Preparation time: 10 minutes
Cooking time: 35 minutes
1 onion, finely chopped
2 teaspoons olive or canola oil
1/3 cup (80 ml/2½ fl oz) buttermilk
Pinch salt (optional)
Freshly ground black pepper
2 teaspoons nutmeg
Pulp 1 custard apple
400 g (14 oz) can lentils rinsed and drained
1 large roma tomato, diced
2 cups cooked and drained buckwheat noodles or wholemeal spaghetti
Fresh herb and vegetable salad tossed in a vinaigrette dressing
- Preheat the oven to 200ºC (400ºF) and lightly grease a 6-cup(3-pint) ovenproof dish with spray oil.
- In a medium frying pan, heat the oil and cook the onion until soft and golden – about 5 minutes.
- Meanwhile, in a small mixing bowl, combine the eggs, buttermilk, salt, pepper and nutmeg and whisk until creamy. Combine the custard apple, lentils, tomato, noodles (or spaghetti) and onion in a large mixing bowl. Pour over the egg mixture and stir to mix well.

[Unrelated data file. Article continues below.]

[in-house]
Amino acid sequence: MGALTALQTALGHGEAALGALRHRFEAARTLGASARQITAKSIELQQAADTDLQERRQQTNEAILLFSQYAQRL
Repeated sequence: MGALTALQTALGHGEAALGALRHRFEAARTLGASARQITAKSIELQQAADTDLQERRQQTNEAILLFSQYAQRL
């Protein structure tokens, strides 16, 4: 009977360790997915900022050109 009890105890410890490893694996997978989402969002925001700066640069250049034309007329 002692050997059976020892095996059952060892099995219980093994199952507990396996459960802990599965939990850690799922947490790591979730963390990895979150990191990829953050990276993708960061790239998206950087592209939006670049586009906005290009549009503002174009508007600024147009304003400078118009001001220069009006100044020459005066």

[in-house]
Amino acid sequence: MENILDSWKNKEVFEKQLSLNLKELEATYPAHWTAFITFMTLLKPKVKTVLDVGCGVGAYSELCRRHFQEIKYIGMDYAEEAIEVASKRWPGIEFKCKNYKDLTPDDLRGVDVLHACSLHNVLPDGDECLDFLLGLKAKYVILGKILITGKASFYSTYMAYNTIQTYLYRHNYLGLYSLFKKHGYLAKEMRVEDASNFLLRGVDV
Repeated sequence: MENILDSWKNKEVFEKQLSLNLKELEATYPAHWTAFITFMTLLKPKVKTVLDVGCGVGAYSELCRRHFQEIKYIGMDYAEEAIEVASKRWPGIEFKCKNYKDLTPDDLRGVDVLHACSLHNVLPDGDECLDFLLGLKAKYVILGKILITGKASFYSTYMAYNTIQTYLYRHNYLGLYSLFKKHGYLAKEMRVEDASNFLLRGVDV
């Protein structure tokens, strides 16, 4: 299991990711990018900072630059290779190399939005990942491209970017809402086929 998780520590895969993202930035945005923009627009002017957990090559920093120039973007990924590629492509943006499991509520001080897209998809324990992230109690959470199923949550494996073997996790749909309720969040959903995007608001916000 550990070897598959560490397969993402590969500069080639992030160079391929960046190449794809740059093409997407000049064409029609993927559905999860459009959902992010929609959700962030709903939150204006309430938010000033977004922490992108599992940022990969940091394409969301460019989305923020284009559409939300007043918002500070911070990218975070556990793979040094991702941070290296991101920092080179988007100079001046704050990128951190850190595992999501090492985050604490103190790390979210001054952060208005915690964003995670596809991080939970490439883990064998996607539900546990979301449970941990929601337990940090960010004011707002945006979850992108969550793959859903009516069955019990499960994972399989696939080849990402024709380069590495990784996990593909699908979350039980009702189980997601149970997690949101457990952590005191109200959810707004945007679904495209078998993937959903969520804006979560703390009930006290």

- Spoon into the greased ovenproof dish into the dish bake for 25–30 minutes or until set and heated through.
Energy 1310 kJ/ 312 Cal; 8.8 g fat (includes saturated fat 2.3 g); 8.6 g fibre;14.2 g protein; 40.2 g carbohydrate
GI Express: Chicken kebabs with pear salsa
Petrea King says ‘good food really does nourish the spirit as well as the body’. This recipe is from her new book: Food for Life. Petrea runs the Quest for Life Centre, which gives people practical strategies for living well in challenging circumstances and for finding meaning in the midst of life’s unexpected events.
Makes 8 kebabs (serves 4–6)
Preparation time: 10 minutes
Cooking time: 6–8 minutes
3 teaspoons sesame oil
2 teaspoons ground coriander
2 teaspoons ground cumin
800 g (1 lb 12 oz) skinless chicken breast fillets
2 just ripe pears, washed and finely diced
½ Spanish (red) onion, finely chopped
1 stick celery, finely diced
1 tablespoon chopped chives
2 tablespoons lemon juice
2 teaspoons Dijon mustard